Indonesia Will ‘Split Down the Middle’ If We Name Suharto a Hero: Historian
Dessy Sagita | October 17, 2010

Jakarta. Naming former President Suharto a national hero would spark controversy across the country, as the jury is still out on his role as Indonesia’s “Father of Development,” a noted historian said on Sunday.

The Ministry of Social Affairs has drawn up a list of 10 candidates to join the ranks of the country’s national heroes. The list includes former presidents Suharto and Abdurrahman Wahid, as well as Ali Sadikin, the late Jakarta governor.

The Council on Titles, Decorations and Honors, which oversees the process for proposing national heroes, will now verify the candidates before their names are proposed to the president for final approval.

“The timing is just not right. If we make Suharto a national hero, a lot people will be offended and there will be a lot of controversy,” said Asvi Warman Adam, a historian from the Indonesian Institute of Sciences (LIPI).

Suharto’s supporters believe that the former president was person most responsible for the country’s impressive economic growth and stability during his 30-year rule, Asvi said, while his critics maintain that Suharto and his cronies siphoned off the country’s wealth to enrich themselves while overseeing a host of human rights violations.

“Naming Suharto a national hero would split Indonesia down the middle and trigger an unnecessary fight between his supporters and opponents,” he said.

Since a Truth and Reconciliation Commission that has been set up to look into rights abuses during Suharto’s rule has not yet issued any findings on the former president’s alleged involvement, Asvi said, it would be best to put off any decisions on naming him a national hero.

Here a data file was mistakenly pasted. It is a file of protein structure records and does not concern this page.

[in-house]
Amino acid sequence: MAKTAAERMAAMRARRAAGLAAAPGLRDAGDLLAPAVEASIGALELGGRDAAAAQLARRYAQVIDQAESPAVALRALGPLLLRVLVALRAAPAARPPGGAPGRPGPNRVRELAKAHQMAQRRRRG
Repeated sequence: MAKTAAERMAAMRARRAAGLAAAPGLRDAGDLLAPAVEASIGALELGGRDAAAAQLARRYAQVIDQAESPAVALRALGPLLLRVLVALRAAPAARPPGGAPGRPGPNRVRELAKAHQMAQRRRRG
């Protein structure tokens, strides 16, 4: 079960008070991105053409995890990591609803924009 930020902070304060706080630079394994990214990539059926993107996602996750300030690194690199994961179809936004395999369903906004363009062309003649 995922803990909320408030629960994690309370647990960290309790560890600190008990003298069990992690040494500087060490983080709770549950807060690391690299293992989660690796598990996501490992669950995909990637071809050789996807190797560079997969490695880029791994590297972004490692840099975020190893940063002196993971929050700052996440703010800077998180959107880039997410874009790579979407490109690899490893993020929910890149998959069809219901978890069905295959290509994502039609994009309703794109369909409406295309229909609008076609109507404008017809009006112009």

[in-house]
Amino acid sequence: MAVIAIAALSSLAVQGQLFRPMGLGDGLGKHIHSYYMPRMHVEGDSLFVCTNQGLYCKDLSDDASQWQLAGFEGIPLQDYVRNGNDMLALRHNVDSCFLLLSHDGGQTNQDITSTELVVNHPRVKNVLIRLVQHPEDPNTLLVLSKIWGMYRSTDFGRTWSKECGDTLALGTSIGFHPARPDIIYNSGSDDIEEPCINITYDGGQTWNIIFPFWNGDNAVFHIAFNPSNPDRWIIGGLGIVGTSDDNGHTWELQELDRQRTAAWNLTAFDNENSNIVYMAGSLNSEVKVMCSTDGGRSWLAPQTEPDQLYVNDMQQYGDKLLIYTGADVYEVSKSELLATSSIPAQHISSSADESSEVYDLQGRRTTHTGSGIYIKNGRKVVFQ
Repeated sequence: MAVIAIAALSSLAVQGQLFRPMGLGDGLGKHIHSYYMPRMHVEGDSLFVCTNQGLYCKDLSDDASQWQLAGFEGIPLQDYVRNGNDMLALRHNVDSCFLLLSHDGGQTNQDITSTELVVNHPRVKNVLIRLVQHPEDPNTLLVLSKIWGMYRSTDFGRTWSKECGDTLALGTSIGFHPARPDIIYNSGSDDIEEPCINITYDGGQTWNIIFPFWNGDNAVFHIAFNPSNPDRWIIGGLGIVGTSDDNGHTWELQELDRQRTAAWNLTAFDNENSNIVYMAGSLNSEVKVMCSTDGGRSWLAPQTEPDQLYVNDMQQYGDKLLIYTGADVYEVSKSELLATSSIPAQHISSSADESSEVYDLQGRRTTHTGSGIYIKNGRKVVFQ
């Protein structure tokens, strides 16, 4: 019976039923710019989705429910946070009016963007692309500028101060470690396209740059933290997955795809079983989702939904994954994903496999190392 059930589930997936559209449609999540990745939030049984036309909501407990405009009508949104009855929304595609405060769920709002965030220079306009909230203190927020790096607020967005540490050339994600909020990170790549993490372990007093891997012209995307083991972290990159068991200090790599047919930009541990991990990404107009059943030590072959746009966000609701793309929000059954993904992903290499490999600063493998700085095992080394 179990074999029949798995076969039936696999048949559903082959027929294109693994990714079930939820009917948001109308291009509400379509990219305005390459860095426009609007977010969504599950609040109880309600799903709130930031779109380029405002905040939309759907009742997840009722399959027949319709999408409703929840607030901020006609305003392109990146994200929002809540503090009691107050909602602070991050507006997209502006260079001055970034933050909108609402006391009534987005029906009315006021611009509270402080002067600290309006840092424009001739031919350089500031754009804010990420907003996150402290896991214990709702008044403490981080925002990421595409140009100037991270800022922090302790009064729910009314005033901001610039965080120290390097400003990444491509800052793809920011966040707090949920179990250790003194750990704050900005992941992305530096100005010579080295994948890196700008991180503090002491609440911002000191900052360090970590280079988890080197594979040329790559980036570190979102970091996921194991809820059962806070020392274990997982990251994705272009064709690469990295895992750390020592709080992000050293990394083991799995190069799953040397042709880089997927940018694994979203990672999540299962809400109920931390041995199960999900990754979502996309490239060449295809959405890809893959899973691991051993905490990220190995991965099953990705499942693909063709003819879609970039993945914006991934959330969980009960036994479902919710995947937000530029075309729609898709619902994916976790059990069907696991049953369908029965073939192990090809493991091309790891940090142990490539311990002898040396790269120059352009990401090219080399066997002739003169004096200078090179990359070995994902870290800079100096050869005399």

“The commission has not started its work. This is not the best time to name Suharto as one of the country’s heroes,” he said. He added that the country’s founding president, Sukarno, was dead for 16 years before being declared a national hero.

Suharto, also known as the “Smiling General,” died after a long illness in January 2008. He was brought down from power in 1998 by massive student-led protests after ruling the country for 32 years, during which time Indonesia was celebrated for its economic development. But dissent was muffled during his reign and many people disappeared when his family’s wealth and iron-fisted rule was questioned.

“People who have been kidnapped or those who had family members murdered during Suharto’s era — can you imagine how they would feel about this proposal to name him a national hero?” Asvi said.

With more questions being asked about the proposal, the Ministry of Social Affairs has said the idea came from the public, not from the ministry.

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